The Lisa & Clark Expedition: Old Places and Familiar Faces, a West Coast Road Trip.
In which intrepid road trippers Lisa & Clark go in pursuit of historic hotels, old friends, rusty auto parts (the more the better), wineries, and gardens. And maybe a dress or two for Lisa, because she just can’t help herself.
Looking for the beginning of the trip? Start here.
Thursday, May 31
Sonoma; 0 miles driven
Another night of throwing off blankets because of the heat, and getting up in the middle of the night to open the window, road noise be damned. Why, why, why do Californians put down comforters on their beds? The last three places we’ve stayed have had them, and we had to pull them off every time.
This morning I dropped off copies of Great-Aunt Sophia’s Lessons for Bombshells and Wake Unto Me at the independent bookstore here, Reader’s Books. They seemed happy to have them, but as usual made no promises about ordering copies. I’d tried to get my publisher to set up a signing there, but the squeeze between printing date and our time here was too close. Sigh. Most of the time, promotional efforts feel like a waste of energy. The only thing I’ve found to be of value is having copies of YA books sent to YA bloggers; they have an excitement for books — and a love of talking about books — that far surpasses anything I’ve found with adult readers.
On the walk back to the hotel I stopped in at Fleurtique, a small boutique, and bought a poppy-colored dress with turquoise embroidery; it looks like it has Mexican influence. The tag claims it’s an L.A. company (THML), and their designs are inspired by a touch of vintage.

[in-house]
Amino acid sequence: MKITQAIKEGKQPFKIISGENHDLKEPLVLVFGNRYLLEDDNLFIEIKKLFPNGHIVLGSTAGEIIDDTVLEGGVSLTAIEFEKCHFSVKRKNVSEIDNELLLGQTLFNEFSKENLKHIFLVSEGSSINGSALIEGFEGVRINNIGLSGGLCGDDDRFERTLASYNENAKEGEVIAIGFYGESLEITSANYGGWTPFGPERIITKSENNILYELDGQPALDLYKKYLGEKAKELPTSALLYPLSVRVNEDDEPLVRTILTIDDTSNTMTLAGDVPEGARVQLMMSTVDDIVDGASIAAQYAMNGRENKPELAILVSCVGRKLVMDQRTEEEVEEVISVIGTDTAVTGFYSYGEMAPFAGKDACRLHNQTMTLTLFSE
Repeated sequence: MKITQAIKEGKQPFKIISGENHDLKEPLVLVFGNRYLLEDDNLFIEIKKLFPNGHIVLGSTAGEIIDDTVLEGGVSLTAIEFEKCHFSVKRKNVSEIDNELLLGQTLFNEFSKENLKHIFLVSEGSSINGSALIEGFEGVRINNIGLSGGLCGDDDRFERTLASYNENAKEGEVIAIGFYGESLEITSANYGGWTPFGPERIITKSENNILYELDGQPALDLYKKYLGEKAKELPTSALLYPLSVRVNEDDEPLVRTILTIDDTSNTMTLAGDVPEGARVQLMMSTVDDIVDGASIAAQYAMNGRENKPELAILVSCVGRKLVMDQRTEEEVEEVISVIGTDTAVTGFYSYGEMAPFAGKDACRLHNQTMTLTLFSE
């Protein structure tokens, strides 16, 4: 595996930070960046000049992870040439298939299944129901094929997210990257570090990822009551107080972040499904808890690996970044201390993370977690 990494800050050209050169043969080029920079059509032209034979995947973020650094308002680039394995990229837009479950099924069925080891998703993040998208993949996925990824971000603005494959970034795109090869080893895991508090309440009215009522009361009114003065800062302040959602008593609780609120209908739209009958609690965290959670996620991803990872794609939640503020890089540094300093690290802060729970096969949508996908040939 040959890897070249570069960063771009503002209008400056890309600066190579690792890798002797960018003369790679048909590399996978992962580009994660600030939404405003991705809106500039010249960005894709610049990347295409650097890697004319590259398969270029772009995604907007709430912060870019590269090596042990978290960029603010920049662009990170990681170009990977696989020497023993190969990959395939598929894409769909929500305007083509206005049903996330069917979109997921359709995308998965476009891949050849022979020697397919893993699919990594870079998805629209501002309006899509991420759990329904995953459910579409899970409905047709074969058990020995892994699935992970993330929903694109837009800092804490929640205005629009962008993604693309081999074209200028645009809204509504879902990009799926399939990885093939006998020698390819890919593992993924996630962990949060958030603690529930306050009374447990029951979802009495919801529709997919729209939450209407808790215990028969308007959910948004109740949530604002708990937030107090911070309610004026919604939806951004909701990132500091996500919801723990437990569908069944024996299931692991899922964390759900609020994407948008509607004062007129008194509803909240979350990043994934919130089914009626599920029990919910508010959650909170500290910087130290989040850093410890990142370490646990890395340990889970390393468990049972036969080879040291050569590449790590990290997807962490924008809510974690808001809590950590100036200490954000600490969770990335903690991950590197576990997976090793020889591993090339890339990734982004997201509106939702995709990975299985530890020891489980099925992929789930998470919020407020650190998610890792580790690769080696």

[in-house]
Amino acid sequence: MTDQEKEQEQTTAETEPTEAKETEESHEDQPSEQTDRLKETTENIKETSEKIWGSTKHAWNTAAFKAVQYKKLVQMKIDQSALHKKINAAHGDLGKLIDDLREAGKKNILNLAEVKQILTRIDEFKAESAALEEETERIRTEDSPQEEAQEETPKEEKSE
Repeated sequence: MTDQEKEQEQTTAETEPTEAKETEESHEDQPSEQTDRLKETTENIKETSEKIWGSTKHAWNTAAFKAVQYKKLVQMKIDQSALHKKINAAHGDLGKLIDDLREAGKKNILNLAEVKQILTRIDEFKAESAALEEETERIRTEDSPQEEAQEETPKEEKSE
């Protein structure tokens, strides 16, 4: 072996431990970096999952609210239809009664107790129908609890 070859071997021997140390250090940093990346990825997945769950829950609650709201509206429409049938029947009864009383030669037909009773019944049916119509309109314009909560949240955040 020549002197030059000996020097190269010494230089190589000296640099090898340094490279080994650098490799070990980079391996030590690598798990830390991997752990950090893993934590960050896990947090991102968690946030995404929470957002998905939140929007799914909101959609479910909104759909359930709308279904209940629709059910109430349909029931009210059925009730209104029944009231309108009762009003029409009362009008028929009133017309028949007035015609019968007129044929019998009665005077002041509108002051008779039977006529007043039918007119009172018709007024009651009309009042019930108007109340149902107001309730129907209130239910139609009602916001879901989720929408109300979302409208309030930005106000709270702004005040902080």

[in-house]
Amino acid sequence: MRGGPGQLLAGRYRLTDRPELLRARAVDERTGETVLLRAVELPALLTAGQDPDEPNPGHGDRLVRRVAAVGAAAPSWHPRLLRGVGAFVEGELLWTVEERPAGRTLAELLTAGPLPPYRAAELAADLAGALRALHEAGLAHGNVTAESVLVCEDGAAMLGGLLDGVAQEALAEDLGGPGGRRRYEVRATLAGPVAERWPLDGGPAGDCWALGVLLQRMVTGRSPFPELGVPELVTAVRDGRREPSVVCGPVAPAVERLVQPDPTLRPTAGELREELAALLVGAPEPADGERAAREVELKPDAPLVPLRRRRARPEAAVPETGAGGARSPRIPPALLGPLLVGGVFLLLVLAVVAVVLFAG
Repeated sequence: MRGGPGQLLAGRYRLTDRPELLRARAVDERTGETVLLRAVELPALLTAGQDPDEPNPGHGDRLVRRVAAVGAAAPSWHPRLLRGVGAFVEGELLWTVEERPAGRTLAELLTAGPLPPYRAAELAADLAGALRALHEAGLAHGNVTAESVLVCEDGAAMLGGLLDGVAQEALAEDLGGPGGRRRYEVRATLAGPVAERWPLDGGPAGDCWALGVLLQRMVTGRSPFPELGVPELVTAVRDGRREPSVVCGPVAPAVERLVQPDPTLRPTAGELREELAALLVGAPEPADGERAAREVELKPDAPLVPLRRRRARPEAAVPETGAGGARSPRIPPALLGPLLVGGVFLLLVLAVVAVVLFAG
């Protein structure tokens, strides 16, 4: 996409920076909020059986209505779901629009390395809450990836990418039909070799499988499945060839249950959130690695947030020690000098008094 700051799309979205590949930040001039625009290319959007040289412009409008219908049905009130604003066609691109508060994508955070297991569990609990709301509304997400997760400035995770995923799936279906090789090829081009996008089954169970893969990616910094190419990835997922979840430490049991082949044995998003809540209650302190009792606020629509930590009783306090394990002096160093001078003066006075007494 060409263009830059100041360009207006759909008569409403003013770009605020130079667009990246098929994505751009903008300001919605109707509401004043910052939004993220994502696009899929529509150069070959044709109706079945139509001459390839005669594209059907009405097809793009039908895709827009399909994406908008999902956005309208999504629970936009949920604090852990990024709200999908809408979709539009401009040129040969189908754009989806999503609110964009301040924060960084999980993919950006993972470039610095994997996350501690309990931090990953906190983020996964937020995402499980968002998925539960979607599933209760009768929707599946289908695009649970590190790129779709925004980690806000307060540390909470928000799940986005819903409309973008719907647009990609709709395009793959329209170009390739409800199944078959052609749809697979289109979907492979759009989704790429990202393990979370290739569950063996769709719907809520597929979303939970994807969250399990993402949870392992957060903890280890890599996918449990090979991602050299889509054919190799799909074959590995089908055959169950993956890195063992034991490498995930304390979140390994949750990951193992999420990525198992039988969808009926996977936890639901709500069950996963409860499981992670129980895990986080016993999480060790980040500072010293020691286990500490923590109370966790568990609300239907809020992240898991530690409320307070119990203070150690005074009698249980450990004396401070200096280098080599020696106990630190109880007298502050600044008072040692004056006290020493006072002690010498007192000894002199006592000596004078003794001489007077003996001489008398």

Lunch at the Swiss Hotel, in the outdoor cafe. Amusing moments: busboy going by with a dog dish full of water — they have such dishes on hand for pooches; waitress singing Oh Canada when fellow patrons said where they were from, and shocking them — “How do you know our national anthem?”; and listening in on the blowhard next table over talking about Carnegie and, “Make lots of money, save lots of money, give lots of money.”
After lunch we walked up to Ravenswood Winery, mostly because A) it’s in walking distance and B) on the James May Road Trip with Oz Clark (where Top Gear co-host and gear-head James May travels California wine country in an RV with wine expert Oz Clark), James May liked the place for being the only one he’d encountered where you could get a decent bottle of ‘plonk’ for ‘under ten quid.’ Attention, supermarket shoppers! (like us)
When we’d almost reached the winery, the road was blocked by a tow truck and sheriff’s cruisers, pulling a brown Mercedes coupe out of a vineyard. We were wary of walking by, as the tow cable was under tension; and the tow truck driver warned us of that, as well (a cable can snap and go whipping by, taking off your head). So we walked up on the grass, only to have a guy from the Ravenswood winery, watching from the slope above, say it was safer on the road — as we later saw, they have, “Danger, rattlesnakes” signs all over their grounds.
In the tasting room, the guy who poured for us, Bob, told us he’d seen the whole Mercedes debacle: a woman came tearing down the road, ran into one vineyard, pulled out, ran into a second vineyard, pulled out, then hit the stump of a huge eucalyptus and did not pull out; instead, her car ended up off the road in the vines. She was okay, though, judging by the fact that she took off running when the police showed up.
“Were they Ravenswood vineyards she ran into?” I asked.
“No. We wouldn’t be laughing so hard, if they were.”